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Lethbridge Herald Newspaper Archives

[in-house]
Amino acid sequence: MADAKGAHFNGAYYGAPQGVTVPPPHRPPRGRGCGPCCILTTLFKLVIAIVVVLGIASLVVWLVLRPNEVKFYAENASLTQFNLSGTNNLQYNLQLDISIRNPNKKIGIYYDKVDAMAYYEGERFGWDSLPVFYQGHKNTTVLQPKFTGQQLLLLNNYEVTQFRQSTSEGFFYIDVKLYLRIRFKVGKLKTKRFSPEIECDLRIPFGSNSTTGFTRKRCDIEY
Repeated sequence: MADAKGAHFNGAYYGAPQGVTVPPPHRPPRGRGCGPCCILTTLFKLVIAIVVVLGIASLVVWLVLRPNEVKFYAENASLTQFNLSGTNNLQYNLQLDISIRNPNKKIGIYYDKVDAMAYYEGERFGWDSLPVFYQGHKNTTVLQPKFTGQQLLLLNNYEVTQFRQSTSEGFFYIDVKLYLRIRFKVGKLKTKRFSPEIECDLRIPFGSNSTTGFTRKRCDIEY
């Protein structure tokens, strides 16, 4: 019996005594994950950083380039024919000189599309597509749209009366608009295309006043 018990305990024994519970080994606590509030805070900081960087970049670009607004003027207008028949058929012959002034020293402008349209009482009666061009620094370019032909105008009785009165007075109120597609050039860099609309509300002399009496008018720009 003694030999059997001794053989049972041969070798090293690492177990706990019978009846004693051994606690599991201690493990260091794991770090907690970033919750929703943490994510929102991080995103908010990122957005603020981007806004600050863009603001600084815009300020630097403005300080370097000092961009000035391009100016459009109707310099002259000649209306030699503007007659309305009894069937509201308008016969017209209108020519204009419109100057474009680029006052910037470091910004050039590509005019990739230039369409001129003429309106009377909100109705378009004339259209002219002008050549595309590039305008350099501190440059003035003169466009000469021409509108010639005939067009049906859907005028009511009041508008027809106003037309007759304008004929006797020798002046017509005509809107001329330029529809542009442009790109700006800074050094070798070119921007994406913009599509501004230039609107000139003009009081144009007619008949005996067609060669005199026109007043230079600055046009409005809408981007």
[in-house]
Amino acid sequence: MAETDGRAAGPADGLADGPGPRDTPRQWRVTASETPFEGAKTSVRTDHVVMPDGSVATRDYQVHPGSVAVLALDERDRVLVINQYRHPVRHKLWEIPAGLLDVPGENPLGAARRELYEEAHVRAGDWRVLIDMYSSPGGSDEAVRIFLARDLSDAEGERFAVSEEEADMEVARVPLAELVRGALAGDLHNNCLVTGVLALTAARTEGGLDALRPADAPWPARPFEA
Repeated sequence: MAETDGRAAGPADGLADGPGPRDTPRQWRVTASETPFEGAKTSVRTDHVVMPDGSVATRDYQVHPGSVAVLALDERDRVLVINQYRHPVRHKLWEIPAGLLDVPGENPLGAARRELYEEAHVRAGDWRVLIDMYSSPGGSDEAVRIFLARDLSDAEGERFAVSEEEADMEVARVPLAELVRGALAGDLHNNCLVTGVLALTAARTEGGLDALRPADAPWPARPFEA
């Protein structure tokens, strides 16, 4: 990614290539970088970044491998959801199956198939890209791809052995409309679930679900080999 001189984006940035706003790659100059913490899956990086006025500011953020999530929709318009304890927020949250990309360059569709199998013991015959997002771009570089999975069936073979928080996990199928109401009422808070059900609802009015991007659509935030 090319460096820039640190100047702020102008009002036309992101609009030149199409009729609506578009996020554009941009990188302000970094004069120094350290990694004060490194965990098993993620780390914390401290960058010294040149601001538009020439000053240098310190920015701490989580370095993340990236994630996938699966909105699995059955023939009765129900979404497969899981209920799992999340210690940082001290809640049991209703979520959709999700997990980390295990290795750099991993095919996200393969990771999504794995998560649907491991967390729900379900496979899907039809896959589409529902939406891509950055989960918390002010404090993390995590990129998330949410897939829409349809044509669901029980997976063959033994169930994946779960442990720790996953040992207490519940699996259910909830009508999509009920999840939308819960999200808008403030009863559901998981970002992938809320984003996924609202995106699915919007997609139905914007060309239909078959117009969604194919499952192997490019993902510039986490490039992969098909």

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Lethbridge Herald, The (Newspaper) - December 27, 1972, Lethbridge, Alberta 2t THI UTHWIDGE HERALD Wednesday, December 17, 1972 Liked to bluff Truman loved to play poker Tony Vaccaro is a retired Associated Press writer who was a Washington re- porter during President Truman's years in the White House. By TONY VACCARO WASHINGTON (AP) President, politician and po- ker player. That was Harry S. Truman. The man from Missouri loved to play poker more than anyone I ever met And he liked to play ''wild" games- games where the deuces or Trudeau expresses sympathy OTTAWA CCP) Prime Min- ister Trudeau said Tuesday that former U.S. president Harry Truman is still remembered with affection by the Canadian people. In a message to President Nixon, he expressed sympathy for the death of Mr. Trjman early today. He also asked that this message be conveyed to Mrs. Truman and her family. "President Truman well known to Canadians and we re- call with affection his visit to Ottawa in Mr. Truceau said. "He exemplified to Cana- dians. American warta-heart- edness and close family life. "In addition, we recall the courage and effectiveness with which he discharged the burden of his high office at the close of fee Second World War and his great efforts for peace and post- war reconstruction." E-Tternal Affairs Minister Mit- chell Sharp sent a mes- sage to State Secretary William Kogers. one-eyed jacks were wild. high-low games, seven-card and three-card. Truman usually played for the sheer joy he got out of the game. He got a bigger kick out of bluffing someone out of a pet than he did from wind- ing up the winner. For all his plain speaking, cuss words and :em hell" reputation. Truman was a religious man. "I pray God I can measure up to the task.'' he told me as we rode together in a lim- ousine April 13. 1945. the day after Franklin D. Roosevelt's death at Warm Springs. Ga. Later that day. he told re- porters: "I don't know if you newspaper men ever pray, but if you do, please pray for me NEVER HELD GRUDGE Truman' was a friendly man. calling thousands of people by their first names. Ee had a quick temper but never held a grudge. When music critic Paul Hume of the Washington Post found fault with daughter Margaret's voice, he wrote to Hume that, if they ever met. need a new ncse and plenty of beefsteak and per- haps a supporter belcvr." After Truman left office. Eume wrote a column prais- ing the president for his sup- port of Washington's National Svrnphonv Orchestra, Truman wrote another letter to the critic. This one was warn and friendly. Long after he retired to his home "in Independence. Mo.. Truman said: ''I've never had any personal political enemies." Ee could net understand wbv DOiincal ooconents took then 43. in 1960. "Senator." he asked in a speech before the convention, "are you certain that you are quite ready for the country or that the coun- try is quite ready for you in the role of president in Truman name was confusing offence when he eked them. "Politics is the greatest game on earth.'-' he said once. OPPOSED KENNEDY Truman opposed the nomi- nation of John F. Kennedy, to typesetters INDEPENDENCE. Mo. CAP) Harry S Truman had no middle name arid it caused no end of confusion, particu- larly to typesetters. Ee signed his full name with a continuous stroke that allowed no use of a period after the S. and it was com- monly assumed he preferred it that way. The middle initial stood, he said often, for either one of his Shippe Truman and Solomon Young. A reporter once asked about his or nor.e. "'It doesn't matter to me. one way or as you like." he sale. The period appears on sta- tionery of the Harry S. Tru- man Library in Indeoendence. on the cover page of the three books he wrote, the jacket of the biography written by daugh- ter Marsaret. TIGHT SPOT SANDHURST. England fCP) Army cadets at a training school in Berkshire have found a novel method of keening warm during winter combat ex- ercises. They're going into ac- tion wearing women's lights under the regulation kit. One said the tights were more effec- tive than long-Johns issued by the army "because they keep in much more heat." When the convention nomi- nated the senator, however, Truman said: "Every time he talks. Jack Kennedy makes me more cer- tain he ought to be presi- he has the stuff of greatness." As president. Truman was the man who decided to drop the atom bomb, to send American troops into Korea under a UN banner and to re- call Gen. Douglas MacArthur. Truman ordered the bomb- ing of Japan in the belief that it would shorten the war and save lives. am convinced it did just that." he said shortly before leaving cilice. "It was a hard order to give because of the deaths that would be inflicted. But. because I was convinced it would save many thousands more lives, there was only one answer." The Korean war. Truman said, "was toe first real test for the United Nations. A de- cision had to be made then and there whether the peace- loving nations would pool their forces to resist aggres- sion." The president's removal of MacArthur prompted an out- at home and a 42-day con- gressional investigation of the incident involving the popular general. But Truman, who said he removed MacArthur because he was "unable to give his wholehearted support to the policies'' of the United States and the United Nations, stuck to his decision. In 1960. he wrote that be should have removed Mac- Arthur two years earlier. The one-time farm boy's prime concern was peace. Discussing bis administranon. he said in 1951: "I hope it will be remembered fcr its sincere effort for world peace. And. if we can get through this effort without a third world war, I think that is what it will be remembered fcr." rl SIMPSONS 18 Month Guaranteed 10W30 Motor Oil 2 gaL tin Ask Simpeons-S'sra Diehard starts yonr car most other winner. Meet; end exceeds car require- rrer.fs. Use some oil oil yecr 'round. 44 Reg. tTT Free Battery Installation and Qiecks. SIMPSONS SEARS MAN OF MANY HATS Once c hcberdcsher, Harry S. Trurncn never lost his flair for dress. He is shown here in en assortment of sporty hcts that he adopted. In 1947, the Fashion Foundation of America listed him among the 10 best dressed men of that yecr. Truman remained un-nerved about assassination a INDEPENDENCE, Mo. CAP) When two Puerto Pa- can nationalists tried to as- sassinate President Truman in Washington's Blair House on Nuv. 1, 1530. the calmest man around was Truman, "A president has to expect such things." he told an aide. Less than in hour Isler, Truman went out in public to dedicate a monument at Ar- lington National Cemetery. Two White House guard and one of the assas- in the gunplay as the Puerto Ricans tried to storm the temporary presi- dential resilience. Truman lived in Blair House from 19-42 until early 1952 while the White House extensively renovated. Truman had been taking a i lunch-time nap in his under- clothes when the shooting be- gan. He appeared at a second fleer window to see what was going on but heeded a frantic "Get back: Get Ths sunmen had E> proacrea Biai opposite directions. One stooged in front of the en- trance, whipped cut a Ger- man automatic pistol and cpar.ed fire on Pie. Donald EirczeU. a guard standing nearby with his back partly turned GUARD HEARD CLICK The first shot failed to fire, possibly saving BirdzelTs life. The guard heard the click, pulled" out his gun, and cashed into Pennsylvania Avenue to draw fire away from Blair House. Birdzeli was still firing when he went down, a bullet through each kr.se.' rriin and c'-her guards oosned fire. it was over, five ir.sn lay on the strest. Griselio Tcrresola. cr.e of the consciratcrs. was dead. Pte. Les'.e Coffeli. one cf the Housp cisd a short time later of rni A-bomb victims forgive Truman at Sirnpsons-Ssars you get the finest guarantee satisfaction or monty refunded and free SERVICE STATION HOURS: 8 a.m. to 6 p.m. Daily Thursday, and Friday until 9 p.m. Centre Village 2nd Ave. and 13bt St. N. Telephone 328-9231 I TOKYO fReute-0 Patients I suffering from after-effects of I the world's first atomic bomb I attack do not hold Harry S Tru- man responsible for the j tragedy, a doctor said in Kiro- i shiraa Tuesday. Dr. Fumio Shigeto, head of the Atomic Bob Hospital in j western Japan, was speaking on j behalf of 156 patients, sotne of i them close to death. Central plan for laundry discussed PICTURE BUTTE (HNS) At the recent meeting of the Picture Butte Municipal Hospi- al, the administrator brought the board up to date in regards to central laundry progress at Lethbridge. All iinen to be purchased be through the central division so that it will conform with the laundry plan. November occupancy was ?J.6 per cent. There were 539 treatments in physiotherapy and 174 x-rays. Considerable discussion took place in regards to the nurses residence. It is planned the front section will be made into a three-bed- room apartment. There w i 11 still be rooms for three nurses, if required. r Ke said they blamed the war itself but not the president or the American people for the bombing. Hiroshima officials believe nearly 200.000 people were killed by the Aug. 6. 1345. bombing, alth.ou.gh the official toll is about 80.000. Government officials here ex- pressed condolences on the death of the former president arxi described him as a great i They said Japanese in gen- era! in post-war years did not consider the late president re- sponsible for the 'Truman, who assumed office in the last days of the war after I the death of President Franklin D. Roosebelt, ordered the atomic bombing of Hiroshima, and Nagasaki trree days later. afier his military advisers warned the U.S. could suffer up to a million casualties in ari i.n- 1 of the Japanese main- lard. Six days after the bombing of the official rJsath toll is set at about Horohito an- nour.ced Japan's unconditional i surrender. TRUCK BAN LONDON fAP) The' Greater Council said it intends to ban heavy trucks. from centra.! London because; they are an inherent imped i- j mertf, and danger. j Oscar Ccilazo. who the firing, Birdzeli and Pte. Joseph Downs were wounded. Terrescla carried docu- ments linking the pair to the Puerto Rican Nationalist party, an extremist organ- ization dedicated to complete indeper.der.ee for Puerto PJco. The party had failed two days earlier in a conspiracy against Gov, Luis Musoz Ma- rin. HuTidreds rounded up on the basis cf. a book found on Tcr.-esoiaTs body. Some ul- timately were convicted, en other charges, but none ever was linked to the Truman af- fair. The two men. who had met only before, appar- ently had hatched the plot alone. Ai his federal court trial on first-csgree murder charges. CcHazo said he merely to a demonstra- tion kindle sympa- thy for countrymen. He was to death for having murdered Coffelt. but Truman conimuted his sen- tence to life imprisonment a week before the scheduled ex- ecution, Michener sends message OTTAWA Gov.-Gen. Roland Michener Tuesday de- scribed former U.S. president Truman as "a devoted servant of the United States of America and a courageous ex- ponent of coik-ctive security as a way to peace in the difficult vears after the Second World War." In a meftsase to President Nixon. Gov.-G-en. said Canadians generally learned wif.h sorrow of the death of Mr. Truman. "We regret the less of one of the romgin'nc loaders from that pc-riod of rcconstniction and the loss of a very human and engaging the Gov- ernor-General said. ;